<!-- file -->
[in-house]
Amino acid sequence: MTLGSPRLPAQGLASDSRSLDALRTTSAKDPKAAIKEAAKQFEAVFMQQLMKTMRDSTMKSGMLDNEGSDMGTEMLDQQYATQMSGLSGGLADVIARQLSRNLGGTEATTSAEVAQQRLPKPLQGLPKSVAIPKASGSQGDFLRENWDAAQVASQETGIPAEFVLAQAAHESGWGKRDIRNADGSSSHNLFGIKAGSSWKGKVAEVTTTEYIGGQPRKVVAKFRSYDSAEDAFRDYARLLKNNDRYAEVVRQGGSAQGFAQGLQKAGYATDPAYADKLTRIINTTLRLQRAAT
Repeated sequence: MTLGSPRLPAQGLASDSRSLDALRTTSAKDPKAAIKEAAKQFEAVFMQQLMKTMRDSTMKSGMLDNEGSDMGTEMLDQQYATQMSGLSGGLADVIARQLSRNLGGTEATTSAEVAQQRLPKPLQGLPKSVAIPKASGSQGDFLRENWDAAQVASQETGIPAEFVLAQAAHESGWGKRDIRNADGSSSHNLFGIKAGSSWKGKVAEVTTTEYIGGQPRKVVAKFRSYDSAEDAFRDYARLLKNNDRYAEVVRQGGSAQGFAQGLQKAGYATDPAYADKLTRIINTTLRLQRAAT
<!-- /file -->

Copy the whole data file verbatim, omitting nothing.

[in-house]
Amino acid sequence: MTLGSPRLPAQGLASDSRSLDALRTTSAKDPKAAIKEAAKQFEAVFMQQLMKTMRDSTMKSGMLDNEGSDMGTEMLDQQYATQMSGLSGGLADVIARQLSRNLGGTEATTSAEVAQQRLPKPLQGLPKSVAIPKASGSQGDFLRENWDAAQVASQETGIPAEFVLAQAAHESGWGKRDIRNADGSSSHNLFGIKAGSSWKGKVAEVTTTEYIGGQPRKVVAKFRSYDSAEDAFRDYARLLKNNDRYAEVVRQGGSAQGFAQGLQKAGYATDPAYADKLTRIINTTLRLQRAAT
Repeated sequence: MTLGSPRLPAQGLASDSRSLDALRTTSAKDPKAAIKEAAKQFEAVFMQQLMKTMRDSTMKSGMLDNEGSDMGTEMLDQQYATQMSGLSGGLADVIARQLSRNLGGTEATTSAEVAQQRLPKPLQGLPKSVAIPKASGSQGDFLRENWDAAQVASQETGIPAEFVLAQAAHESGWGKRDIRNADGSSSHNLFGIKAGSSWKGKVAEVTTTEYIGGQPRKVVAKFRSYDSAEDAFRDYARLLKNNDRYAEVVRQGGSAQGFAQGLQKAGYATDPAYADKLTRIINTTLRLQRAAT